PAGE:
Without evidence of benefit, an intervention should not be presumed to be beneficial or safe.

- Rogue Medic

Cochrane and a Significantly Biased Review of Steroids for acute spinal cord injury

ResearchBlogging.org

An interesting relic of trauma care is the use of steroids for the treatment of acute spinal cord injury. As with The Golden Hour, there are people still promoting this idea. In the words of Monty Python, it’s not quite dead, yet.

Who is promoting this idea? The Cochrane Collaboration.

Here is a list of the papers evaluated in this 2012 update of the 2009 Cochrane Review, which was an update of the 2002 Cochrane Review. There has been no change in the references, since the most recent paper reviewed is from 2000.

References

1. Bracken MB, Aldrich EF, Herr DL et al. Clinical measurement, statistical analysis and risk benefit: controversies from trials of spinal injury. J Trauma 2000; 48:558-61.

2. Bracken MB. Methylprednisolone and spinal cord injury. J Neurosurg Spine 2000; 93:175-8.

3. Bracken MB, Shepard MJ, Collins WF et al. A randomized controlled trial of methylprednisolone or naloxone in the treatment of acute spinal cord injury: results of the second national acute spinal cord injury study. New Engl J Med 1990; 322:1405-11.

4. Bracken MB, Shepard MJ, Holford TR et al. Methylprednisolone administered for 24 or 48 hours, or 48 hour tirilazad mesylate, in the treatment of acute spinal cord injury; results of the third national acute spinal cord injury randomized controlled trial. JAMA 1997; 277:1597-1604.

5. Hall ED. The neuroprotective pharmacology of methylprednisolone. J Neurosurg 1992; 76:13-22.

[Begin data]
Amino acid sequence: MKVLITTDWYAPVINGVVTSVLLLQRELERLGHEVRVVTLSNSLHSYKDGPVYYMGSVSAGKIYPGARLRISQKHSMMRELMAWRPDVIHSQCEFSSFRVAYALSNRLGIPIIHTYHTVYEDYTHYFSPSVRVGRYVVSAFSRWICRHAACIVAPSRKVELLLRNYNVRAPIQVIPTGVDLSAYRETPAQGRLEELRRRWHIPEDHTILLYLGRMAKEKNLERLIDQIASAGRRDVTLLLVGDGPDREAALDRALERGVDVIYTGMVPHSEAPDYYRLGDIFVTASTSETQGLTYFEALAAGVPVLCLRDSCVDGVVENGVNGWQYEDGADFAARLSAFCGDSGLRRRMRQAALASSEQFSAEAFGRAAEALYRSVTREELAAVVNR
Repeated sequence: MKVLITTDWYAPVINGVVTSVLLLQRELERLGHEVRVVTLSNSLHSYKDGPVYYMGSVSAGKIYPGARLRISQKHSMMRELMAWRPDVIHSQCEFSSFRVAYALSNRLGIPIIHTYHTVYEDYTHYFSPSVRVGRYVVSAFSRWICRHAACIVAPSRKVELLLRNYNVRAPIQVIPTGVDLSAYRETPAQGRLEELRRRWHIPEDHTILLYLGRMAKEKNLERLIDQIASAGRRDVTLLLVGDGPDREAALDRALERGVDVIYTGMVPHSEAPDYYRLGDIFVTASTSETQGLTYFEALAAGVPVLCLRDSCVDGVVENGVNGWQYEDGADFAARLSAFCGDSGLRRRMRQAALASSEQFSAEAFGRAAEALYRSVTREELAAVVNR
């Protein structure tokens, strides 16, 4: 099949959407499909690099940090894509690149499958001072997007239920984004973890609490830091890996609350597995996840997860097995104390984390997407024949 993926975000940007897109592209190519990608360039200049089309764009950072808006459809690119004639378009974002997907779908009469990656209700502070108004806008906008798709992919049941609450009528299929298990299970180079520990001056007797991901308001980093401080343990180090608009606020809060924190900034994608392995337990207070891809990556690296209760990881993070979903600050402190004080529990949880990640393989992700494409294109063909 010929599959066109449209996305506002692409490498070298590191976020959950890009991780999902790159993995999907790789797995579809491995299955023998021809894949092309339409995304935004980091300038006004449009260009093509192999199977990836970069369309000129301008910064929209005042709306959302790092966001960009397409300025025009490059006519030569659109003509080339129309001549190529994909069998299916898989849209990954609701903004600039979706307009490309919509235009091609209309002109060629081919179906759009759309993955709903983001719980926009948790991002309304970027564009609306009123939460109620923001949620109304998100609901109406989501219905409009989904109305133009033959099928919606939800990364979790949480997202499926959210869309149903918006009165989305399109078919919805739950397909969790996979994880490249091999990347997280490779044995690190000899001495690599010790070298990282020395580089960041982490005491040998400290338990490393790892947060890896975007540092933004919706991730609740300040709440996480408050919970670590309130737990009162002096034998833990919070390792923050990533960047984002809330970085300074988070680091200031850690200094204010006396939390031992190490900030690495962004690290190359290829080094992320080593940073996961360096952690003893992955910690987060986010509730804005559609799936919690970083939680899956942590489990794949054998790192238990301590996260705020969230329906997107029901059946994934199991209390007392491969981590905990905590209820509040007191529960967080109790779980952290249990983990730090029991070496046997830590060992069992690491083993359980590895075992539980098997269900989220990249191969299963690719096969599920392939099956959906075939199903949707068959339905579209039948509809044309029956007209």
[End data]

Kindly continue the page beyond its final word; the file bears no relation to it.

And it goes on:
6. Oudega M, Vargas CA, Weber AB et al. Long-term effects of methylprednisolone following transection of adult rat spinal cord. Eur J Neurosci 1999; 11:2453-64.

7. Banik NL, Matzelle D, Terry E et al. A new mechanism of methylprednisolone and other corticoids action demonstrated in vitro: inhibition of a proteinase (calpain) prevents myelin and cytoskeletal protein degradation. Brain Res 1997; 748:205-10.

8. Xu J, Fan G, Chen S et al. Methylprednisolone inhibition of TNF-alpha expression and NF-KB activation after spinal cord injury.[1]

Highlighting is mine.

Who wrote this Cochrane Review, and the previous Cochrane Review, and the Cochrane Review before that?

I’ll give you three guesses. Looking at the names of the authors of the papers, maybe I should give you four guesses, because the author has written four of the eight papers he is reviewing.

Does Michael Bracken lacks objectivity?

Dr. Bracken evaluated all of the studies for risk of bias. He only found four studies, out of the eight, that he considered in his Author’s judgement to have a Low risk for bias in every category.

Can you guess which papers Dr. Bracken judged to to be at the least risk for bias?

Dr. Michael Bracken considers Dr. Michael Bracken to be at low risk of bias. Who could be more objective in reviewing Dr. Michael Bracken’s papers?

It was a little before my time, but this does suggest the dispute between Gottfried Leibnitz and Isaac Newton over who invented calculus. That disagreement was settled by the objective people at the Royal Society in favor of Newton. A pure coincidence, and completely irrelevant, is that the Royal Society’s opinion was written anonymously by somebody named Isaac Newton.[2]

Dr. Michael Bracken may not have been compared to Isaac Newton before, but it is one of Newton’s flaws that is relevant, not Newton’s genius.

Was Newton objective? No. Is this what we remember Isaac Newton for? No. Dr. Bracken may not be remembered for anything else.


Image credit.

Footnotes:

[1] Steroids for acute spinal cord injury.
Bracken MB.
Cochrane Database Syst Rev. 2012 Jan 18;1:CD001046.
PMID: 22258943 [PubMed – in process]

Free Full Text Download in PDF format of the 2009 version is available here

[2]
Leibniz–Newton calculus controversy
Wikipedia
Article

Bracken MB (2012). Steroids for acute spinal cord injury. Cochrane database of systematic reviews (Online), 1 PMID: 22258943

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